Should You Take Ashwagandha For Thyroid Issues

Should You Take Ashwagandha For Thyroid Issues

Should You Take Ashwagandha For Thyroid Issues?

Ashwagandha is a herb recommended by herbalists for treating thyroid issues. However, scientific data supporting this claim is limited.

Unfortunately, there is little scientific evidence supporting the use of ashwagandha for thyroid issues. While it may help with symptomless subclinical hypothyroidism, it could potentially worsen hyperthyroidism.

Before starting any herbal supplements, it is important to consult your doctor as they can interact with medications and impact medical conditions.

The thyroid gland is responsible for metabolism, growth, and development. It releases three main hormones: Triiodothyronine (T3), Tetraiodothyronine (T4), and Calcitonin.

What are common thyroid problems?

Hypothyroidism and hyperthyroidism are the most common thyroid problems.

Hypothyroidism occurs when the thyroid is underactive and produces too few hormones. It is typically treated by hormone replacement therapy. Symptoms can be mild and include fatigue, weight gain, and depression.

Subclinical hypothyroidism is a related condition where the thyroid is underactive but does not cause noticeable symptoms.

Hyperthyroidism, on the other hand, is when the thyroid is overactive and produces too many hormones. The most common cause is Graves disease, an autoimmune disorder. Symptoms include anxiety, rapid heart rate, insomnia, and sensitivity to heat.

What is ashwagandha?

Ashwagandha is a shrub found in India and Southeast Asia. It is used in Ayurvedic medicine for stress relief and as an anti-inflammatory. The root and berry are commonly used in pill, powder, or extract form.

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Ashwagandha is an adaptogen, which helps the body adapt to stress. There is ongoing research to understand its effects on various medical conditions.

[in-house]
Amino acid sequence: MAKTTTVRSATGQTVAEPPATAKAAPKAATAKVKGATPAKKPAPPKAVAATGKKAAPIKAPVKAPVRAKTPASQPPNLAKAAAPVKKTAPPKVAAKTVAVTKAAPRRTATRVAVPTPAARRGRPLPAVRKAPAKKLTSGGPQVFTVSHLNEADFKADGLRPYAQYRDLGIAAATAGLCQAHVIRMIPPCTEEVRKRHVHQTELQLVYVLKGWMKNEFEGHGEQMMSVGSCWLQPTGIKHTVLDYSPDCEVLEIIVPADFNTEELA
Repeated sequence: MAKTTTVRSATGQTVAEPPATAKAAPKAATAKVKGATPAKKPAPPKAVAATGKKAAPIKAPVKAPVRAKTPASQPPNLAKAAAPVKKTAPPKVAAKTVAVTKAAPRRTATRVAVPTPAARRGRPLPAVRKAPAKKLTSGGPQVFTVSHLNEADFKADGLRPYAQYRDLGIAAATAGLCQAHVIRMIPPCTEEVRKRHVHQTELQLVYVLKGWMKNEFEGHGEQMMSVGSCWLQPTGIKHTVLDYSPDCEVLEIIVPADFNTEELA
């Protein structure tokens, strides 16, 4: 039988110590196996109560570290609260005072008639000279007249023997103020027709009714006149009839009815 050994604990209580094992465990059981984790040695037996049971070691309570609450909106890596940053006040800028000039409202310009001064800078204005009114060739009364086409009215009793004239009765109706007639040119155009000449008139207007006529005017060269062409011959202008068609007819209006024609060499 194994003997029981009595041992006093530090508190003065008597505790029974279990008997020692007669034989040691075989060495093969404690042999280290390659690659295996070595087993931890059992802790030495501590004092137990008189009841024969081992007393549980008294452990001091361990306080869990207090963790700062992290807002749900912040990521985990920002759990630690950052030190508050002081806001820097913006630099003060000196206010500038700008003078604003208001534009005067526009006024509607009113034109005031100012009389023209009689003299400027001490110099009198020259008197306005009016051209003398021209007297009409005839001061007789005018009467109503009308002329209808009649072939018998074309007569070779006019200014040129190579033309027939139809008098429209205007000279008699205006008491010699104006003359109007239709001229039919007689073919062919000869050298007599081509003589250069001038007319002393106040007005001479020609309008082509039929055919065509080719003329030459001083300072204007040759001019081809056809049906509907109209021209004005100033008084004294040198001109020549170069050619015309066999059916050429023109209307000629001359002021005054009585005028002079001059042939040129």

Is ashwagandha safe?

Preliminary studies suggest that ashwagandha is safe for short-term consumption. No significant changes in vital signs, liver function, or thyroid hormone levels were observed in studies conducted on healthy individuals.

Mild side effects such as nausea, headaches, and drowsiness were reported but they were temporary and went away after discontinuing ashwagandha.

More research is needed to fully understand the long-term effects and safety of ashwagandha.


Who shouldn’t take ashwagandha?

Consult your doctor before taking ashwagandha if:

  • You are currently taking digoxin for heart failure or heart rhythm issues.
  • You are pregnant as high amounts could harm the baby.
  • You have hormone-sensitive prostate cancer as it may interfere with treatments.
  • You take medications that make you drowsy as it can increase drowsiness.

Can ashwagandha help with thyroid problems?

Although ashwagandha has been recommended for thyroid issues, scientific data supporting its effectiveness is limited. Some hospitals caution against using ashwagandha for hyperthyroidism as it may further stimulate the condition.

There is one positive study showing that ashwagandha can help with subclinical hypothyroidism. However, more research is needed to confirm these results.

What else could ashwagandha help manage?

Ashwagandha has been studied for its potential benefits in a wide range of illnesses. It is commonly used for stress relief, anxiety, and as an anti-inflammatory. Conditions that ashwagandha could potentially help with include arthritis, diabetes, gastrointestinal diseases, skin conditions, and epilepsy.

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However, it is important to note that just because a condition is sometimes treated with ashwagandha doesn’t mean it is safe for everyone.


  1. Complementary Therapies in Medicine: "Safety of Ashwagandha Root Extract: A Randomized, Placebo-Controlled, Study in Healthy Volunteers."
  2. Indian Journal of Psychological Medicine: "A Prospective, Randomized Double-Blind, Placebo-Controlled Study of Safety and Efficacy of a High-Concentration Full-Spectrum Extract of Ashwagandha Root in Reducing Stress and Anxiety in Adults."
  3. "How does the thyroid gland work?"
  4. Journal of Alternative and Complementary Medicine: "Efficacy and Safety of Ashwagandha Root Extract in Subclinical Hypothyroid Patients: A Double-Blind, Randomized Placebo-Controlled Trial."
  5. Memorial Sloan Kettering Cancer Center: "Ashwagandha."
  6. Mount Sinai: "Hyperthyroidism."
  7. National Institute of Diabetes and Digestive and Kidney Diseases: "Hypothyroidism (Underactive Thyroid)."
  8. Winchester Hospital: "Ashwagandha."


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